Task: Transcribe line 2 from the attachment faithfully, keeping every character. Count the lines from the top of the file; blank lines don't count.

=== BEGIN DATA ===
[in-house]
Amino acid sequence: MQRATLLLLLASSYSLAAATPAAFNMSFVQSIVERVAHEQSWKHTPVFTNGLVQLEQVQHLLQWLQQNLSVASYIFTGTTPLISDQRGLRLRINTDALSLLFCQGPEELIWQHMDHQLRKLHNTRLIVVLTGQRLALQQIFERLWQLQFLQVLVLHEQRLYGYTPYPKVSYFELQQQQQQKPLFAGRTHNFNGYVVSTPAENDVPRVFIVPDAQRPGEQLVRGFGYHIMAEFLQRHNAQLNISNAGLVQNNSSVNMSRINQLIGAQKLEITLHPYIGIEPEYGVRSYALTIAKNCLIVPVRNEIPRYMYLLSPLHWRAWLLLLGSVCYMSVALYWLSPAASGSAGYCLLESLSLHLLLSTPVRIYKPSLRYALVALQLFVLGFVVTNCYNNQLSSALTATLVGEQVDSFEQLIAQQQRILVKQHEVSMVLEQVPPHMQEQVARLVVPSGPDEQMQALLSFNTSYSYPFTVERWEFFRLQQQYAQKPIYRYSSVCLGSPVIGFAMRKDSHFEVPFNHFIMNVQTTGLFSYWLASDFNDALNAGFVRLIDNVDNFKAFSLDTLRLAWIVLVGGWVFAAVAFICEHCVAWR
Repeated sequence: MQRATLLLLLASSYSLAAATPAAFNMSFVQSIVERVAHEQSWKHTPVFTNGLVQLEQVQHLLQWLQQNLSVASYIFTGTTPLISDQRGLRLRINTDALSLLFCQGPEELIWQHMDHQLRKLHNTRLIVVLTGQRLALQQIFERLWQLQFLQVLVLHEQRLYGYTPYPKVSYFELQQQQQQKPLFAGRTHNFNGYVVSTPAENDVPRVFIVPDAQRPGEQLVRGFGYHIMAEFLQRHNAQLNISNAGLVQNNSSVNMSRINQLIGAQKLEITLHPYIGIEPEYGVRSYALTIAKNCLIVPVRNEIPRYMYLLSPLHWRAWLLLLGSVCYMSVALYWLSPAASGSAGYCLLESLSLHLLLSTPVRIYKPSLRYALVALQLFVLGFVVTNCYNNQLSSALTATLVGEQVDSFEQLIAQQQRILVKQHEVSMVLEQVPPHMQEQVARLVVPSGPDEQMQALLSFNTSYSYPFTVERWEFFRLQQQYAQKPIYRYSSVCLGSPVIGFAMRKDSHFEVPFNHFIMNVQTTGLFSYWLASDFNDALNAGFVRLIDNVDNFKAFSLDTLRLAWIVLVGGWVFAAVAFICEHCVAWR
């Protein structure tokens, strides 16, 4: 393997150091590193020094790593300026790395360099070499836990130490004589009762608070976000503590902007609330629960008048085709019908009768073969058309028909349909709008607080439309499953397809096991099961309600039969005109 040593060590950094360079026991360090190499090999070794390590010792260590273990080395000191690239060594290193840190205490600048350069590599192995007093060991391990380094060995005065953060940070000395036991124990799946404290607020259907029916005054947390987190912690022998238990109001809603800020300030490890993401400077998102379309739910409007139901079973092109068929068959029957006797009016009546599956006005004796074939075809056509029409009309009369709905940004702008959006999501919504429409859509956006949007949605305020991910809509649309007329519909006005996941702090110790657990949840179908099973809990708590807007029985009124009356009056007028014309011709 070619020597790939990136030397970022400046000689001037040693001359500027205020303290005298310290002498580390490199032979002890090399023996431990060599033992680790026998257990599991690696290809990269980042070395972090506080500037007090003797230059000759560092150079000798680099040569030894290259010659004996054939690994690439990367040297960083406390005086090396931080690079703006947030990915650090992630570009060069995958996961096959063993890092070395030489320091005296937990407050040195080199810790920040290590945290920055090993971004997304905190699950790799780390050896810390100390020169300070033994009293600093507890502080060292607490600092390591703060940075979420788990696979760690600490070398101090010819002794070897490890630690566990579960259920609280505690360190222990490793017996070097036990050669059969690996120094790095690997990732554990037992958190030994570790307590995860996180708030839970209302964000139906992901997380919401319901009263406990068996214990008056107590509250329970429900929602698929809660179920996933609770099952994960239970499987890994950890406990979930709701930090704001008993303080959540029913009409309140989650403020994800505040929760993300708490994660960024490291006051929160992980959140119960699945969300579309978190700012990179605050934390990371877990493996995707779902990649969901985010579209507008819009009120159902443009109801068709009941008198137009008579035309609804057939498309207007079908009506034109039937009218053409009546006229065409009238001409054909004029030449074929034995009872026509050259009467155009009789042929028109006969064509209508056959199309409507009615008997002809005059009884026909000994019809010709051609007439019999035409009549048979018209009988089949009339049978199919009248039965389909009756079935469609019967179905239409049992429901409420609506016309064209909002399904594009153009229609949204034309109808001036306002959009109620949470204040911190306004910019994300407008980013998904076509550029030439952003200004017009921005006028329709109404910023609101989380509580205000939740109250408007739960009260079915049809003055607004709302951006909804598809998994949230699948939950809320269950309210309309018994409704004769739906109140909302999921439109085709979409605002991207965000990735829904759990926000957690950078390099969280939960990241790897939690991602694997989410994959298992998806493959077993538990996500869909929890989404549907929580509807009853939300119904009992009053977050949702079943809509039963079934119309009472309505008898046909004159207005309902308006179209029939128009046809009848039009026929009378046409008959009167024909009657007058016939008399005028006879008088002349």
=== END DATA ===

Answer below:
Amino acid sequence: MQRATLLLLLASSYSLAAATPAAFNMSFVQSIVERVAHEQSWKHTPVFTNGLVQLEQVQHLLQWLQQNLSVASYIFTGTTPLISDQRGLRLRINTDALSLLFCQGPEELIWQHMDHQLRKLHNTRLIVVLTGQRLALQQIFERLWQLQFLQVLVLHEQRLYGYTPYPKVSYFELQQQQQQKPLFAGRTHNFNGYVVSTPAENDVPRVFIVPDAQRPGEQLVRGFGYHIMAEFLQRHNAQLNISNAGLVQNNSSVNMSRINQLIGAQKLEITLHPYIGIEPEYGVRSYALTIAKNCLIVPVRNEIPRYMYLLSPLHWRAWLLLLGSVCYMSVALYWLSPAASGSAGYCLLESLSLHLLLSTPVRIYKPSLRYALVALQLFVLGFVVTNCYNNQLSSALTATLVGEQVDSFEQLIAQQQRILVKQHEVSMVLEQVPPHMQEQVARLVVPSGPDEQMQALLSFNTSYSYPFTVERWEFFRLQQQYAQKPIYRYSSVCLGSPVIGFAMRKDSHFEVPFNHFIMNVQTTGLFSYWLASDFNDALNAGFVRLIDNVDNFKAFSLDTLRLAWIVLVGGWVFAAVAFICEHCVAWR